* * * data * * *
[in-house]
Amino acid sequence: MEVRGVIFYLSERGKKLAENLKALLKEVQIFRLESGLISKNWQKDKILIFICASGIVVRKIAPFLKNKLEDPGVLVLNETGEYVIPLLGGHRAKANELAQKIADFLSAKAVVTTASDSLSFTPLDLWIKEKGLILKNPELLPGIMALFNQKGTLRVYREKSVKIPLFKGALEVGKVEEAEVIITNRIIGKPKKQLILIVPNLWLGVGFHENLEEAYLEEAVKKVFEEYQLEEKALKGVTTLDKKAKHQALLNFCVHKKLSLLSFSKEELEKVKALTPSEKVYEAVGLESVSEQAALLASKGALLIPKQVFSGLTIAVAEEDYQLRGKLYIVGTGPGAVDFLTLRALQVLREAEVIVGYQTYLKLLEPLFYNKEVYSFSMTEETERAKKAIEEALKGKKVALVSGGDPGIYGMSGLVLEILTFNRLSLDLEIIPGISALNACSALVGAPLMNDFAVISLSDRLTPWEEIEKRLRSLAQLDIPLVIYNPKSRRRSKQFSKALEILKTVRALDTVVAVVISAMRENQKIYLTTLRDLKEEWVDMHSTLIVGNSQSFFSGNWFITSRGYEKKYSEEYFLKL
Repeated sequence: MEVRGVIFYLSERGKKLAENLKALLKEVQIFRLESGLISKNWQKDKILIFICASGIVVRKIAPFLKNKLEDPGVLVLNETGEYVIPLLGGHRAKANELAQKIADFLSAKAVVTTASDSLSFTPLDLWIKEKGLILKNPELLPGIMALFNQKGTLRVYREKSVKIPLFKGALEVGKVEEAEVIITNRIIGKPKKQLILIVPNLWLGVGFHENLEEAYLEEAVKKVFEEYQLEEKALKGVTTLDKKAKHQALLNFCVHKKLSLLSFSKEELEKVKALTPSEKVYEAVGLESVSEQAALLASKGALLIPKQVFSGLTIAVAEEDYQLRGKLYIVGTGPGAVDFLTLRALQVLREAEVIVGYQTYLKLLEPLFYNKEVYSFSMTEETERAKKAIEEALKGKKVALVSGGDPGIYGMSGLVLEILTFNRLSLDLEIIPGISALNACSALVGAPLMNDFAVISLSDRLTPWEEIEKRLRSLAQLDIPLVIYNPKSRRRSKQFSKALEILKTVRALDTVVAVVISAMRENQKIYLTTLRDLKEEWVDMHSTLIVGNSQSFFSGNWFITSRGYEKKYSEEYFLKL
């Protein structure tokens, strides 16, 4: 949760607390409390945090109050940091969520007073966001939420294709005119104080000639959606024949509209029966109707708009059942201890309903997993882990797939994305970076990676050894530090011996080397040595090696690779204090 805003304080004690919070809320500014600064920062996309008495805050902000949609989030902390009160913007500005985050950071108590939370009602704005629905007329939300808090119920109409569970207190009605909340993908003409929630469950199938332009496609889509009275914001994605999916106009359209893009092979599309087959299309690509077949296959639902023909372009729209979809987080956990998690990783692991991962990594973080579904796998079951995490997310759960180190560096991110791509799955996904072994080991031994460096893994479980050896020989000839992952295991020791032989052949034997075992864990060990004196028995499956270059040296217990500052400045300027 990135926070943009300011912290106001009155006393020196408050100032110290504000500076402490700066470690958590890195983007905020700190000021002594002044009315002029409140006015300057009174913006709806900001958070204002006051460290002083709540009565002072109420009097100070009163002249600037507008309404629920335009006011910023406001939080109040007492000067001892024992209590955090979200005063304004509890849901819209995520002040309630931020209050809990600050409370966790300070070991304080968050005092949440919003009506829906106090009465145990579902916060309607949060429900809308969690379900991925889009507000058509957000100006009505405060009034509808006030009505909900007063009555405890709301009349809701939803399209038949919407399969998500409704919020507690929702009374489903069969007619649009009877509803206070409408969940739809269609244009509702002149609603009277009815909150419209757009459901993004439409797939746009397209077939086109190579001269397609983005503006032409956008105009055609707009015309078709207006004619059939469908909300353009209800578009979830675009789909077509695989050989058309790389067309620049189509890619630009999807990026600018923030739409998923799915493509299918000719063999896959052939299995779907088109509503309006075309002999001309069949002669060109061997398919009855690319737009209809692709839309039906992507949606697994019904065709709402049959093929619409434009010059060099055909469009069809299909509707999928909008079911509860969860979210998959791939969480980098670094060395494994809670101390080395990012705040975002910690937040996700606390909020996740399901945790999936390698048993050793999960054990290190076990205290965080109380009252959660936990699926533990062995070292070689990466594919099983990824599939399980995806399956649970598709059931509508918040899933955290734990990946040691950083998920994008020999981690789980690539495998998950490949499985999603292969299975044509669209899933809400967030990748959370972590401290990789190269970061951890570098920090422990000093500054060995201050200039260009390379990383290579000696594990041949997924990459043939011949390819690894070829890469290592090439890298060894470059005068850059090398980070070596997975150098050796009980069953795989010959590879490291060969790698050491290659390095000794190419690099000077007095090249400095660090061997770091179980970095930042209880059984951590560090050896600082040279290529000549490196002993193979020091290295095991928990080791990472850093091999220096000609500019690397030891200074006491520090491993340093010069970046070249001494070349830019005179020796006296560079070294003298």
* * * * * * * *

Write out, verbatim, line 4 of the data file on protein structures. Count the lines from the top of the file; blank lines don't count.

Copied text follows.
């Protein structure tokens, strides 16, 4: 949760607390409390945090109050940091969520007073966001939420294709005119104080000639959606024949509209029966109707708009059942201890309903997993882990797939994305970076990676050894530090011996080397040595090696690779204090 805003304080004690919070809320500014600064920062996309008495805050902000949609989030902390009160913007500005985050950071108590939370009602704005629905007329939300808090119920109409569970207190009605909340993908003409929630469950199938332009496609889509009275914001994605999916106009359209893009092979599309087959299309690509077949296959639902023909372009729209979809987080956990998690990783692991991962990594973080579904796998079951995490997310759960180190560096991110791509799955996904072994080991031994460096893994479980050896020989000839992952295991020791032989052949034997075992864990060990004196028995499956270059040296217990500052400045300027 990135926070943009300011912290106001009155006393020196408050100032110290504000500076402490700066470690958590890195983007905020700190000021002594002044009315002029409140006015300057009174913006709806900001958070204002006051460290002083709540009565002072109420009097100070009163002249600037507008309404629920335009006011910023406001939080109040007492000067001892024992209590955090979200005063304004509890849901819209995520002040309630931020209050809990600050409370966790300070070991304080968050005092949440919003009506829906106090009465145990579902916060309607949060429900809308969690379900991925889009507000058509957000100006009505405060009034509808006030009505909900007063009555405890709301009349809701939803399209038949919407399969998500409704919020507690929702009374489903069969007619649009009877509803206070409408969940739809269609244009509702002149609603009277009815909150419209757009459901993004439409797939746009397209077939086109190579001269397609983005503006032409956008105009055609707009015309078709207006004619059939469908909300353009209800578009979830675009789909077509695989050989058309790389067309620049189509890619630009999807990026600018923030739409998923799915493509299918000719063999896959052939299995779907088109509503309006075309002999001309069949002669060109061997398919009855690319737009209809692709839309039906992507949606697994019904065709709402049959093929619409434009010059060099055909469009069809299909509707999928909008079911509860969860979210998959791939969480980098670094060395494994809670101390080395990012705040975002910690937040996700606390909020996740399901945790999936390698048993050793999960054990290190076990205290965080109380009252959660936990699926533990062995070292070689990466594919099983990824599939399980995806399956649970598709059931509508918040899933955290734990990946040691950083998920994008020999981690789980690539495998998950490949499985999603292969299975044509669209899933809400967030990748959370972590401290990789190269970061951890570098920090422990000093500054060995201050200039260009390379990383290579000696594990041949997924990459043939011949390819690894070829890469290592090439890298060894470059005068850059090398980070070596997975150098050796009980069953795989010959590879490291060969790698050491290659390095000794190419690099000077007095090249400095660090061997770091179980970095930042209880059984951590560090050896600082040279290529000549490196002993193979020091290295095991928990080791990472850093091999220096000609500019690397030891200074006491520090491993340093010069970046070249001494070349830019005179020796006296560079070294003298």